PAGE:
Fort Meade community members enjoy the installation's 4th of July celebration last year.

The Fourth of July is a festive time of year. Many of us get the day off and have cookouts or parties, and some cities and towns hold festivals.

Of course, no Fourth of July celebration would be complete without a fireworks display. From skyrockets to Roman candles, fireworks have entertained and captivated both young and old for years.

Unfortunately, a lot of people don't take the hazards related to fireworks very seriously. Some even enjoy lighting firecrackers or cherry bombs and holding them in their hand as long as possible before throwing them -- sometimes at each other.

Even sparklers, which many consider a "safe" firework, can be dangerous. Sparklers can burn up to 1,800 degrees, and the stick remains hot after the flame goes out.

Many who have used fireworks have a close-call story to tell.

My dad's story

When he was 15, my father and five of his friends from the neighborhood decided to take some Roman candles to a nearby field. It was a particularly dry summer that year, and the field had tall grass -- up to his knees at some points. To remain hidden, they chose a spot that was out of sight from the road. They lit their Roman candles and started shooting them almost horizontally, then toward one another.

For about an hour and a half that night, they ran around that field.

After a flaming orb had already been shot into one boy's T-shirt sleeve, and another injured one of the boys in the eye, my father inadvertently shot a few orbs into an area of thicker, drier grass. Those orbs caused the lower portion of the grass to ignite, and, almost instantaneously, the entire corner of the field was on fire.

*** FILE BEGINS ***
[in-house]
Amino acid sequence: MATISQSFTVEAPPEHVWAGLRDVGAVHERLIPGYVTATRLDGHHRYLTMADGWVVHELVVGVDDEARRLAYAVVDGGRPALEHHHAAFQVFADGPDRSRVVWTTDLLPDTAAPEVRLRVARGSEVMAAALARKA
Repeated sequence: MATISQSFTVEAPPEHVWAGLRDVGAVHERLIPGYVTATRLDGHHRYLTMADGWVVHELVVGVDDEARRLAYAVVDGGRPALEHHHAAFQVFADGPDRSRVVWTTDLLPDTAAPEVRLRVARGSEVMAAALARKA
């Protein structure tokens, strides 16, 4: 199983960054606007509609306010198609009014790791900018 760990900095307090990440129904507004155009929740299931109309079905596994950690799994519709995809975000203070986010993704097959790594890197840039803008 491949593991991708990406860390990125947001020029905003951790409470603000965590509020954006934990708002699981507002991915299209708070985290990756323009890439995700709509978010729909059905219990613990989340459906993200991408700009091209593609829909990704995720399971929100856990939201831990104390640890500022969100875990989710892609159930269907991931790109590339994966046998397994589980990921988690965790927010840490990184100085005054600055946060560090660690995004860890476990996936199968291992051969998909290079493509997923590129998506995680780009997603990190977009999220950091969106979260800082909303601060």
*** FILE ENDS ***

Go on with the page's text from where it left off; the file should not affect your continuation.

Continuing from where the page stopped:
The majority of the field ended up burning. Fortunately, no property other than the empty field was damaged. My father and his friends were lucky to escape this "near miss." With the fire spreading as quickly as it did, it could've very easily surrounded them.

Still, there were consequences to their careless behavior. The young man who had the orb shot up his sleeve had to go to the emergency room with third-degree burns across the underside of his upper arm, along his armpit and down a few inches on the side of his torso. The doctors had to give him skin grafts, and he spent a week in the burn unit to make sure the affected area was kept clean. For as long as he and my father kept in contact, he had bad scars all along the grafted areas.

The young man who was struck in the eye also had to go to the emergency room. He suffered permanent damage to his eye and eyelid and had to have surgery that night. Sadly, his eye sustained too much damage to ever recover, so it had to be removed. It was replaced with a glass eye that he has to live with for the rest of his life. He had to spend two weeks in the hospital recovering from the surgery and the burns to his eyelid.

That night, two people's lives were forever changed. But despite the horrible injuries his friends suffered, my father continued using fireworks unsafely. Eventually, though, he saw the error of his ways.

If you plan to shoot fireworks, please keep my father's story in mind. When used properly, fireworks can add excitement to any celebration. However, in the hands of the careless, the festivities could end badly.

Is it legal?

Before lighting your first fuse, make sure fireworks are legal to possess and use in your city and state. The National Council on Fireworks Safety website has a directory of state laws regarding fireworks, including what items are permitted and prohibited for use. It's also a good idea to ask your local fire or police department if fireworks are legal in your area.

Editor's note: The use of fireworks - including sparklers - on Fort Meade is prohibited. For more information about the safe use of fireworks in areas where use is legal, visit the National Council on Fireworks Safety website.

Page last updated Thu June 30th, 2011 at 00:00